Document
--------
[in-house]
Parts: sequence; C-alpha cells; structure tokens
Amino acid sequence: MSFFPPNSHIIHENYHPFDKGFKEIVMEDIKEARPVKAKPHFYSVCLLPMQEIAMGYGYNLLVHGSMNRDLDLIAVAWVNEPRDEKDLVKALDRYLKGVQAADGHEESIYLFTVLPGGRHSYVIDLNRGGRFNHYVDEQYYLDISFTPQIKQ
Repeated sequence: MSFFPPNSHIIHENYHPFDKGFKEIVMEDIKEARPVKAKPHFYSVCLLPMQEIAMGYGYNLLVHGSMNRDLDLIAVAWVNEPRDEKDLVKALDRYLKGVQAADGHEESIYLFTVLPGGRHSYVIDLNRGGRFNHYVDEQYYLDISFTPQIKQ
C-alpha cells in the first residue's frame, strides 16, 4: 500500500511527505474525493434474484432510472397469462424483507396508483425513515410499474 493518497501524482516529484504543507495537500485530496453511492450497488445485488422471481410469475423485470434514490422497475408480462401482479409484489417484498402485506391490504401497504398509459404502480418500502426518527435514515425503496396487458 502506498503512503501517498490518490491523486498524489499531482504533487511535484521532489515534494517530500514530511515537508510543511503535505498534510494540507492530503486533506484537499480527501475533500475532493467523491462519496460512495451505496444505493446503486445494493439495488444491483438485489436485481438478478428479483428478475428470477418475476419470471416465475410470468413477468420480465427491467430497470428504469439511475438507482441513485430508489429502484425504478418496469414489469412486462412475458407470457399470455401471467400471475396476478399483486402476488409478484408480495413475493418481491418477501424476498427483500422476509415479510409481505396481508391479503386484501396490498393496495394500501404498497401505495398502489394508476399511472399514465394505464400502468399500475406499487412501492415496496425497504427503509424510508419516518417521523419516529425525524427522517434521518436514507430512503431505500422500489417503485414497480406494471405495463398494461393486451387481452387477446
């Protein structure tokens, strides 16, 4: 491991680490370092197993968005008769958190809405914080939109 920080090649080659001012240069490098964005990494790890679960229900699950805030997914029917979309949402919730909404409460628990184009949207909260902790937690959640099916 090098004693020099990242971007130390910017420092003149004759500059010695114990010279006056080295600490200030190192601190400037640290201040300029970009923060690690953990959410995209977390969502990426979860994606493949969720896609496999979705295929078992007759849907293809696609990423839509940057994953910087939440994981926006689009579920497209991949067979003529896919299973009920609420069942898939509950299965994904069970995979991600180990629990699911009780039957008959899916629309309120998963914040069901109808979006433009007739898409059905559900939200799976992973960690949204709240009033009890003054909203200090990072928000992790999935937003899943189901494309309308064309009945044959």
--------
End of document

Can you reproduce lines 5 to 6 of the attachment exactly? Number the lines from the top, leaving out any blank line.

C-alpha cells in the first residue's frame, strides 16, 4: 500500500511527505474525493434474484432510472397469462424483507396508483425513515410499474 493518497501524482516529484504543507495537500485530496453511492450497488445485488422471481410469475423485470434514490422497475408480462401482479409484489417484498402485506391490504401497504398509459404502480418500502426518527435514515425503496396487458 502506498503512503501517498490518490491523486498524489499531482504533487511535484521532489515534494517530500514530511515537508510543511503535505498534510494540507492530503486533506484537499480527501475533500475532493467523491462519496460512495451505496444505493446503486445494493439495488444491483438485489436485481438478478428479483428478475428470477418475476419470471416465475410470468413477468420480465427491467430497470428504469439511475438507482441513485430508489429502484425504478418496469414489469412486462412475458407470457399470455401471467400471475396476478399483486402476488409478484408480495413475493418481491418477501424476498427483500422476509415479510409481505396481508391479503386484501396490498393496495394500501404498497401505495398502489394508476399511472399514465394505464400502468399500475406499487412501492415496496425497504427503509424510508419516518417521523419516529425525524427522517434521518436514507430512503431505500422500489417503485414497480406494471405495463398494461393486451387481452387477446
């Protein structure tokens, strides 16, 4: 491991680490370092197993968005008769958190809405914080939109 920080090649080659001012240069490098964005990494790890679960229900699950805030997914029917979309949402919730909404409460628990184009949207909260902790937690959640099916 090098004693020099990242971007130390910017420092003149004759500059010695114990010279006056080295600490200030190192601190400037640290201040300029970009923060690690953990959410995209977390969502990426979860994606493949969720896609496999979705295929078992007759849907293809696609990423839509940057994953910087939440994981926006689009579920497209991949067979003529896919299973009920609420069942898939509950299965994904069970995979991600180990629990699911009780039957008959899916629309309120998963914040069901109808979006433009007739898409059905559900939200799976992973960690949204709240009033009890003054909203200090990072928000992790999935937003899943189901494309309308064309009945044959």